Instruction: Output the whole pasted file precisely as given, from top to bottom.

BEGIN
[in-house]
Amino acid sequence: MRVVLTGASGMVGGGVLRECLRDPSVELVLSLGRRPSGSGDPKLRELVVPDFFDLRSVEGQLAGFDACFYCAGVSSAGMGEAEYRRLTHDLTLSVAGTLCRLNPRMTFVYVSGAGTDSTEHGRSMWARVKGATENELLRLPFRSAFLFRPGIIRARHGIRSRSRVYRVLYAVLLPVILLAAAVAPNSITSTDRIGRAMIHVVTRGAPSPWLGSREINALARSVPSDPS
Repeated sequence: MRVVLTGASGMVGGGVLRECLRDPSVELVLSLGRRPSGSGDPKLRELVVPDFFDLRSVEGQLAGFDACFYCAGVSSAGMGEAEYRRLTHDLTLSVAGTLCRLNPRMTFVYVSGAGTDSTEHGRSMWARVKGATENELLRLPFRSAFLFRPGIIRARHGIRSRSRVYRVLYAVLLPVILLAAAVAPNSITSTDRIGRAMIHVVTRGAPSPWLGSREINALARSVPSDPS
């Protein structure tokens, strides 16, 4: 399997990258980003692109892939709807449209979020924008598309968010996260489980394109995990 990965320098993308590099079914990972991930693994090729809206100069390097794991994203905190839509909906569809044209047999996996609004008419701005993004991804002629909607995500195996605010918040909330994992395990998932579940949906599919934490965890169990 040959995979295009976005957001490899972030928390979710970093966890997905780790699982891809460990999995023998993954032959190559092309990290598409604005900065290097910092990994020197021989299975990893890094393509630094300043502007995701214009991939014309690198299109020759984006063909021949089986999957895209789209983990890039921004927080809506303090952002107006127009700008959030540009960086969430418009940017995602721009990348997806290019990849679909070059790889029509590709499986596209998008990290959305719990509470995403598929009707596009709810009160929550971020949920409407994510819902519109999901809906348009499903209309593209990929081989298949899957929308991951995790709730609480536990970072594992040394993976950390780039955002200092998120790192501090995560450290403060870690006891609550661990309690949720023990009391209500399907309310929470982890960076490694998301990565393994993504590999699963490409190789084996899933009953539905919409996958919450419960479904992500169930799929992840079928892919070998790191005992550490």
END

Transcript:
[in-house]
Amino acid sequence: MRVVLTGASGMVGGGVLRECLRDPSVELVLSLGRRPSGSGDPKLRELVVPDFFDLRSVEGQLAGFDACFYCAGVSSAGMGEAEYRRLTHDLTLSVAGTLCRLNPRMTFVYVSGAGTDSTEHGRSMWARVKGATENELLRLPFRSAFLFRPGIIRARHGIRSRSRVYRVLYAVLLPVILLAAAVAPNSITSTDRIGRAMIHVVTRGAPSPWLGSREINALARSVPSDPS
Repeated sequence: MRVVLTGASGMVGGGVLRECLRDPSVELVLSLGRRPSGSGDPKLRELVVPDFFDLRSVEGQLAGFDACFYCAGVSSAGMGEAEYRRLTHDLTLSVAGTLCRLNPRMTFVYVSGAGTDSTEHGRSMWARVKGATENELLRLPFRSAFLFRPGIIRARHGIRSRSRVYRVLYAVLLPVILLAAAVAPNSITSTDRIGRAMIHVVTRGAPSPWLGSREINALARSVPSDPS
């Protein structure tokens, strides 16, 4: 399997990258980003692109892939709807449209979020924008598309968010996260489980394109995990 990965320098993308590099079914990972991930693994090729809206100069390097794991994203905190839509909906569809044209047999996996609004008419701005993004991804002629909607995500195996605010918040909330994992395990998932579940949906599919934490965890169990 040959995979295009976005957001490899972030928390979710970093966890997905780790699982891809460990999995023998993954032959190559092309990290598409604005900065290097910092990994020197021989299975990893890094393509630094300043502007995701214009991939014309690198299109020759984006063909021949089986999957895209789209983990890039921004927080809506303090952002107006127009700008959030540009960086969430418009940017995602721009990348997806290019990849679909070059790889029509590709499986596209998008990290959305719990509470995403598929009707596009709810009160929550971020949920409407994510819902519109999901809906348009499903209309593209990929081989298949899957929308991951995790709730609480536990970072594992040394993976950390780039955002200092998120790192501090995560450290403060870690006891609550661990309690949720023990009391209500399907309310929470982890960076490694998301990565393994993504590999699963490409190789084996899933009953539905919409996958919450419960479904992500169930799929992840079928892919070998790191005992550490």